“Who would have thought that as recently as 70,000 years ago,
extremes of climate had reduced our population to such small
numbers that we were on the very edge of extinction.”
Apr 24 06:15 PM US/Eastern
Study says near extinction threatened people
By RANDOLPH E. SCHMID
AP Science Writer
WASHINGTON (AP) – Human beings may have had a brush with extinction
70,000 years ago, an extensive genetic study suggests. The human
population at that time was reduced to small isolated groups in
Africa, apparently because of drought, according to an analysis
The report notes that a separate study by researchers at Stanford
University estimated the number of early humans may have shrunk as
low as 2,000 before numbers began to expand again in the early Stone
“This study illustrates the extraordinary power of genetics to reveal
insights into some of the key events in our species’ history,”
Spencer Wells, National Geographic Society explorer in residence,
said in a statement. “Tiny bands of early humans, forced apart by
harsh environmental conditions, coming back from the brink to reunite
and populate the world. Truly an epic drama, written in our DNA.”
Wells is director of the Genographic Project, launched in 2005 to
study anthropology using genetics. The report was published in the
American Journal of Human Genetics.
Previous studies using mitochondrial DNA-which is passed down through
mothers-have traced modern humans to a single “mitochondrial Eve,”
who lived in Africa about 200,000 years ago.
The migrations of humans out of Africa to populate the rest of the
world appear to have begun about 60,000 years ago, but little has
been known about humans between Eve and that dispersal.
The new study looks at the mitochondrial DNA of the Khoi and San
people in South Africa which appear to have diverged from other
people between 90,000 and 150,000 years ago.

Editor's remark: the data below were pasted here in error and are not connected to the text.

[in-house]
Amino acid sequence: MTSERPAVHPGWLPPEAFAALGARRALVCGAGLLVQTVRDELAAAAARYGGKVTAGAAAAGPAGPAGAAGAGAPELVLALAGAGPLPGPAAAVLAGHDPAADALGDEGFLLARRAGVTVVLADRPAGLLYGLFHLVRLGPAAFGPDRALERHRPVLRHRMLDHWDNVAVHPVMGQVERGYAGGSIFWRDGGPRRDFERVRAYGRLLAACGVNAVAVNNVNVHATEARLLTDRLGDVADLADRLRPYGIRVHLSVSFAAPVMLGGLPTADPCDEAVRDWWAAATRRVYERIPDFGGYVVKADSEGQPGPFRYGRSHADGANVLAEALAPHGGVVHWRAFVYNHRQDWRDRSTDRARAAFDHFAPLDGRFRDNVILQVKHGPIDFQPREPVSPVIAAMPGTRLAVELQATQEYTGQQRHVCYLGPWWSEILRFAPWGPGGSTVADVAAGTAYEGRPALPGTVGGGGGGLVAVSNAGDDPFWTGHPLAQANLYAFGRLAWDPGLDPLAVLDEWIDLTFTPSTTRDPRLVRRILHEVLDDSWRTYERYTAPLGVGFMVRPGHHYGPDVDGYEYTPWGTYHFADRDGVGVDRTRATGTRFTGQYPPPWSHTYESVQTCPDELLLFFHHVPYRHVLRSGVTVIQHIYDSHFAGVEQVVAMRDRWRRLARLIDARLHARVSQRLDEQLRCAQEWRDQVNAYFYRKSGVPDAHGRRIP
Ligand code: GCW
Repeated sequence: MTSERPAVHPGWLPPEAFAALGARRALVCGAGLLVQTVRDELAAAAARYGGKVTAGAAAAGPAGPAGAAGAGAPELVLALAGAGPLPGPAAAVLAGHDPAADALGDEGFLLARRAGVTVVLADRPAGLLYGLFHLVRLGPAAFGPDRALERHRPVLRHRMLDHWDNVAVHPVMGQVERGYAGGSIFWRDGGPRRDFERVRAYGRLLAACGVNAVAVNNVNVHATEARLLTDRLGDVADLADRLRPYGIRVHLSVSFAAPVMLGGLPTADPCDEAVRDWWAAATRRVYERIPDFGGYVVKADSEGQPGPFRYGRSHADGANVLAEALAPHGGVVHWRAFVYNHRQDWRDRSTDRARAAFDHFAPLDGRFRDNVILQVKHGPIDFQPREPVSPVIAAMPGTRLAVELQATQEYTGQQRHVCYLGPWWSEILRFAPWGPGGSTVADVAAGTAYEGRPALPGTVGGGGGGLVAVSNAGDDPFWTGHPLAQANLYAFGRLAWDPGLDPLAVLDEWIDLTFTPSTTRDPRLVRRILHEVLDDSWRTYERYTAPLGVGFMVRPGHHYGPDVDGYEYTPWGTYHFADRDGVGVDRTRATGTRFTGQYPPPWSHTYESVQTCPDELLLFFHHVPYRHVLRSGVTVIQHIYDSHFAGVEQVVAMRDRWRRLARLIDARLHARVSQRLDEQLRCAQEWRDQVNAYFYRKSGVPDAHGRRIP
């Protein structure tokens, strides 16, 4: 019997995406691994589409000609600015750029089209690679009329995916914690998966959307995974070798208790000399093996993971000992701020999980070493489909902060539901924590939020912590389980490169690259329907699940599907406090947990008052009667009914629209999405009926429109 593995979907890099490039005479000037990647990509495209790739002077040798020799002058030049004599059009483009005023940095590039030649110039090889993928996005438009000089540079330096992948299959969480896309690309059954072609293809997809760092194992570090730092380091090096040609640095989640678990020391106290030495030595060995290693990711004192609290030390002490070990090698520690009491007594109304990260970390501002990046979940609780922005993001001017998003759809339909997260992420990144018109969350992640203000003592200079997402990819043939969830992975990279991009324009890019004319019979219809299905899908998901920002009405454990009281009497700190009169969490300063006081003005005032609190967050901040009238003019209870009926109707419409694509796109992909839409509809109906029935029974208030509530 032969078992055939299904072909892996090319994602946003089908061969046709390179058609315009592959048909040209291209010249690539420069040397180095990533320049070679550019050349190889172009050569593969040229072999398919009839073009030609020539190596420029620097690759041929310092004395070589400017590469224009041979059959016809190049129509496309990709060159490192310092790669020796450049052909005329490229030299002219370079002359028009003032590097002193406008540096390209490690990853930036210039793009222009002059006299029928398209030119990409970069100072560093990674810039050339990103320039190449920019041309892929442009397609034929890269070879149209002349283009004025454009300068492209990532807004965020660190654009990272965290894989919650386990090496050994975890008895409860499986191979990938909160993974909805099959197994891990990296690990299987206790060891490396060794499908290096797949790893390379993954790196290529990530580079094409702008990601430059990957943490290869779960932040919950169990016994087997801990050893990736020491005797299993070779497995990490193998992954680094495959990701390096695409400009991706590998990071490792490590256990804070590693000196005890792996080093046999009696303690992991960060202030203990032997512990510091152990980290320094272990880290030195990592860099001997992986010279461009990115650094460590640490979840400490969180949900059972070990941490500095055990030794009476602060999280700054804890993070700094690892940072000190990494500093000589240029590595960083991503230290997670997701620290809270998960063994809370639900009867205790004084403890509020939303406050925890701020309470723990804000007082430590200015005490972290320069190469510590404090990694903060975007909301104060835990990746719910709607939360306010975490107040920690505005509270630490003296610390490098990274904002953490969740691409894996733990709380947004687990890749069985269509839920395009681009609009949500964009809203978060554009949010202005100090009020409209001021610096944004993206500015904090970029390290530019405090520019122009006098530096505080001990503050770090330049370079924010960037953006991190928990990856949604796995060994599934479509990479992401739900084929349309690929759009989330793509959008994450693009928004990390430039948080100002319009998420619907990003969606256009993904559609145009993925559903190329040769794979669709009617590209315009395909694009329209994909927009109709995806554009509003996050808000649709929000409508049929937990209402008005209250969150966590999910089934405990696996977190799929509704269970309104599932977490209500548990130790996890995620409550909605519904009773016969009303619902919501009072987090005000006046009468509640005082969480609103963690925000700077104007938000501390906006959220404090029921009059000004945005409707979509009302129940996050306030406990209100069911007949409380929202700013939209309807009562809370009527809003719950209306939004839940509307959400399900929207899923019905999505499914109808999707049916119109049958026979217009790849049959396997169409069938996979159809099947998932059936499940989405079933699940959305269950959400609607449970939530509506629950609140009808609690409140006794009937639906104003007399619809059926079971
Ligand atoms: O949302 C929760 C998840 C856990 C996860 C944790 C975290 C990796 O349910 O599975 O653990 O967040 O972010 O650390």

The researchers led by Doron Behar of Rambam Medical Center in Haifa,
Israel and Saharon Rosset of IBM T.J. Watson Research Center in
Yorktown Heights, N.Y., and Tel Aviv University concluded that humans
separated into small populations prior to the Stone Age, when they
came back together and began to increase in numbers and spread to
Eastern Africa experienced a series of severe droughts between
135,000 and 90,000 years ago and the researchers said this
climatological shift may have contributed to the population changes,
dividing into small, isolated groups which developed independently.
Paleontologist Meave Leakey, a Genographic adviser, commented: “Who
would have thought that as recently as 70,000 years ago, extremes of
climate had reduced our population to such small numbers that we were
on the very edge of extinction.”
Today more than 6.6 billion people inhabit the globe, according to
the U.S. Census Bureau.
The research was funded by the National Geographic Society, IBM, the
Waitt Family Foundation, the Seaver Family Foundation, Family Tree
DNA and Arizona Research Labs.___
On the Net:
The Genographic Project: http://www.nationalgeographic.com/genographic
Copyright 2008 The Associated Press. All rights reserved.